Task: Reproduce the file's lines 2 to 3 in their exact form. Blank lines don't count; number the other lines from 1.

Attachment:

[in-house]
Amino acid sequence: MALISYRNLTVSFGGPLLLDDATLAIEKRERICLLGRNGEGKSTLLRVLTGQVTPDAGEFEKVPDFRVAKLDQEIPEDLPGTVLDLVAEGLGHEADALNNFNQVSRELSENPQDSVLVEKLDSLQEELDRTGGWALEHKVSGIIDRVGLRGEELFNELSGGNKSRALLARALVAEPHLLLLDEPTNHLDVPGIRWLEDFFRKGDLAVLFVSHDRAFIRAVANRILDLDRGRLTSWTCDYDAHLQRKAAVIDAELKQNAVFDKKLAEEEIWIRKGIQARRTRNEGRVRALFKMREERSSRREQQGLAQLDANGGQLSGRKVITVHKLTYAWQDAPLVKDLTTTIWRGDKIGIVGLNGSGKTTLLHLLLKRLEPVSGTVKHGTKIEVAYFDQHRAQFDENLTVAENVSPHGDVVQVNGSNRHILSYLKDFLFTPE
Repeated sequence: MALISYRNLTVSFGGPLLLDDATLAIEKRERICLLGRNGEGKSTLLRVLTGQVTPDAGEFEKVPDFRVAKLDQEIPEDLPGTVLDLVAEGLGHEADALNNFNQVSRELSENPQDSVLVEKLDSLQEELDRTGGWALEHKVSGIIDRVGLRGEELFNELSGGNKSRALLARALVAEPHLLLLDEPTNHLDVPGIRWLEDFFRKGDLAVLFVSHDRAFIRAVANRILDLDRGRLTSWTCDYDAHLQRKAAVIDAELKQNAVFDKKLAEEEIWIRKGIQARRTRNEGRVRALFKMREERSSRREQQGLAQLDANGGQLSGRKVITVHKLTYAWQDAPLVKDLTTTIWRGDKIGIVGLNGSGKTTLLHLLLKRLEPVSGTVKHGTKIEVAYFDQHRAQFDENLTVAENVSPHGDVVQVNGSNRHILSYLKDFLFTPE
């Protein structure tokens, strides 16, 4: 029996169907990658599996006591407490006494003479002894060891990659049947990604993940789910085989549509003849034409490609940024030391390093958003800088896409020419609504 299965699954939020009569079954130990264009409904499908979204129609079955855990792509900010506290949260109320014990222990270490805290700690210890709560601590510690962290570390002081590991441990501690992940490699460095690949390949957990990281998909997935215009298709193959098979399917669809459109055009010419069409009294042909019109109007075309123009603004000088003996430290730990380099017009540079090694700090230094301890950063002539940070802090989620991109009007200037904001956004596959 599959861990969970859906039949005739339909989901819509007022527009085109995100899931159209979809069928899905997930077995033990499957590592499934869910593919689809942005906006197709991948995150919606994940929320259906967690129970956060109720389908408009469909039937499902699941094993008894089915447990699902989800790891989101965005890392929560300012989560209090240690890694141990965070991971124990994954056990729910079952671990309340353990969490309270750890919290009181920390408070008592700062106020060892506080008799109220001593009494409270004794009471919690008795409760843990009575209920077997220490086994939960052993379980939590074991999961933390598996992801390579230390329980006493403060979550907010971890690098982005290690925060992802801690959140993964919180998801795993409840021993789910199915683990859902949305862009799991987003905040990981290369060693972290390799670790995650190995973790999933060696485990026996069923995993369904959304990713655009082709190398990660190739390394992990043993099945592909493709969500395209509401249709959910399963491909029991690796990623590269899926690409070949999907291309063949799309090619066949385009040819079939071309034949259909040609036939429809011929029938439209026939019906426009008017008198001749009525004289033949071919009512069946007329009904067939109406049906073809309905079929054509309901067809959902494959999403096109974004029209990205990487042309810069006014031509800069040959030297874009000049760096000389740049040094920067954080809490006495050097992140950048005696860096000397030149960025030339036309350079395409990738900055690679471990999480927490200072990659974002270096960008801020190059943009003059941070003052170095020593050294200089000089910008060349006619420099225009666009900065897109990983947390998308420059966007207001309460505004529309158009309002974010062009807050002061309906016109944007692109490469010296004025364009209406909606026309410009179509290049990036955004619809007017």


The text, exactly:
Amino acid sequence: MALISYRNLTVSFGGPLLLDDATLAIEKRERICLLGRNGEGKSTLLRVLTGQVTPDAGEFEKVPDFRVAKLDQEIPEDLPGTVLDLVAEGLGHEADALNNFNQVSRELSENPQDSVLVEKLDSLQEELDRTGGWALEHKVSGIIDRVGLRGEELFNELSGGNKSRALLARALVAEPHLLLLDEPTNHLDVPGIRWLEDFFRKGDLAVLFVSHDRAFIRAVANRILDLDRGRLTSWTCDYDAHLQRKAAVIDAELKQNAVFDKKLAEEEIWIRKGIQARRTRNEGRVRALFKMREERSSRREQQGLAQLDANGGQLSGRKVITVHKLTYAWQDAPLVKDLTTTIWRGDKIGIVGLNGSGKTTLLHLLLKRLEPVSGTVKHGTKIEVAYFDQHRAQFDENLTVAENVSPHGDVVQVNGSNRHILSYLKDFLFTPE
Repeated sequence: MALISYRNLTVSFGGPLLLDDATLAIEKRERICLLGRNGEGKSTLLRVLTGQVTPDAGEFEKVPDFRVAKLDQEIPEDLPGTVLDLVAEGLGHEADALNNFNQVSRELSENPQDSVLVEKLDSLQEELDRTGGWALEHKVSGIIDRVGLRGEELFNELSGGNKSRALLARALVAEPHLLLLDEPTNHLDVPGIRWLEDFFRKGDLAVLFVSHDRAFIRAVANRILDLDRGRLTSWTCDYDAHLQRKAAVIDAELKQNAVFDKKLAEEEIWIRKGIQARRTRNEGRVRALFKMREERSSRREQQGLAQLDANGGQLSGRKVITVHKLTYAWQDAPLVKDLTTTIWRGDKIGIVGLNGSGKTTLLHLLLKRLEPVSGTVKHGTKIEVAYFDQHRAQFDENLTVAENVSPHGDVVQVNGSNRHILSYLKDFLFTPE